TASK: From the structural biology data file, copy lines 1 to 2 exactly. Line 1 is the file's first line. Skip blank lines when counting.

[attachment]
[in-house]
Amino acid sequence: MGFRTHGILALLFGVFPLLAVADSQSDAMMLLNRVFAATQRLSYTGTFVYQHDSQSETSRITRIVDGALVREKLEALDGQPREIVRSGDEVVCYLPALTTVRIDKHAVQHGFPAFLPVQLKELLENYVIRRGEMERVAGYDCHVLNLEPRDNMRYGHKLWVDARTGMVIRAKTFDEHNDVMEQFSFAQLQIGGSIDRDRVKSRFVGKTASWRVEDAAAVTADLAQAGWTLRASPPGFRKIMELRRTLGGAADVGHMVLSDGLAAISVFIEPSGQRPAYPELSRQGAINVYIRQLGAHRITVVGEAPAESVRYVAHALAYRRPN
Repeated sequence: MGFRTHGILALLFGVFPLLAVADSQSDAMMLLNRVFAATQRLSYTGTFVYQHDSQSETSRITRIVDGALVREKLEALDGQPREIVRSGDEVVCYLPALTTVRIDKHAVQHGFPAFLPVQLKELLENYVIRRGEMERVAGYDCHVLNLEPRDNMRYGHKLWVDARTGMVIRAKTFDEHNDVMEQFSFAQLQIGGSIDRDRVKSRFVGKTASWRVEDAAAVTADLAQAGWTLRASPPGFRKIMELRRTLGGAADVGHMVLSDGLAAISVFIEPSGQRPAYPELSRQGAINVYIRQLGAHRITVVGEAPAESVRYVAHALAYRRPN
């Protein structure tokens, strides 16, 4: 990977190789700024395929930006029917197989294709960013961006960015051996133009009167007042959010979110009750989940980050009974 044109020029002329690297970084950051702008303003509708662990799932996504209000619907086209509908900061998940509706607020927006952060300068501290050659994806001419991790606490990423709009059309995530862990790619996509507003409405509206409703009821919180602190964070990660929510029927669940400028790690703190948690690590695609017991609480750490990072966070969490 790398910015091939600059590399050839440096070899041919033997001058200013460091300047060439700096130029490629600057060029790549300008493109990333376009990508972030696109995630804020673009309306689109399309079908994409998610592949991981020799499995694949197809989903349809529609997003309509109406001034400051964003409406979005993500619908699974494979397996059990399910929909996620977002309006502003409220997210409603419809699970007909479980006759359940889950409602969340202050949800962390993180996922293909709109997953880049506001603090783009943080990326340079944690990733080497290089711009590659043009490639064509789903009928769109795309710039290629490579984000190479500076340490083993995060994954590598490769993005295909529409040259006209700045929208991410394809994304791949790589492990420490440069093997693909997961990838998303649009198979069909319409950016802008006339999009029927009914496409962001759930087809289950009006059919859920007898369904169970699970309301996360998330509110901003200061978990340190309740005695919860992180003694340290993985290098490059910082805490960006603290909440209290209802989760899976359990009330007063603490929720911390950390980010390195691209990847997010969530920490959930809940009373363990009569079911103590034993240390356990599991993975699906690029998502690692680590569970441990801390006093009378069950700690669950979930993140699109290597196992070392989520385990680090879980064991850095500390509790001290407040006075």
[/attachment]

[in-house]
Amino acid sequence: MGFRTHGILALLFGVFPLLAVADSQSDAMMLLNRVFAATQRLSYTGTFVYQHDSQSETSRITRIVDGALVREKLEALDGQPREIVRSGDEVVCYLPALTTVRIDKHAVQHGFPAFLPVQLKELLENYVIRRGEMERVAGYDCHVLNLEPRDNMRYGHKLWVDARTGMVIRAKTFDEHNDVMEQFSFAQLQIGGSIDRDRVKSRFVGKTASWRVEDAAAVTADLAQAGWTLRASPPGFRKIMELRRTLGGAADVGHMVLSDGLAAISVFIEPSGQRPAYPELSRQGAINVYIRQLGAHRITVVGEAPAESVRYVAHALAYRRPN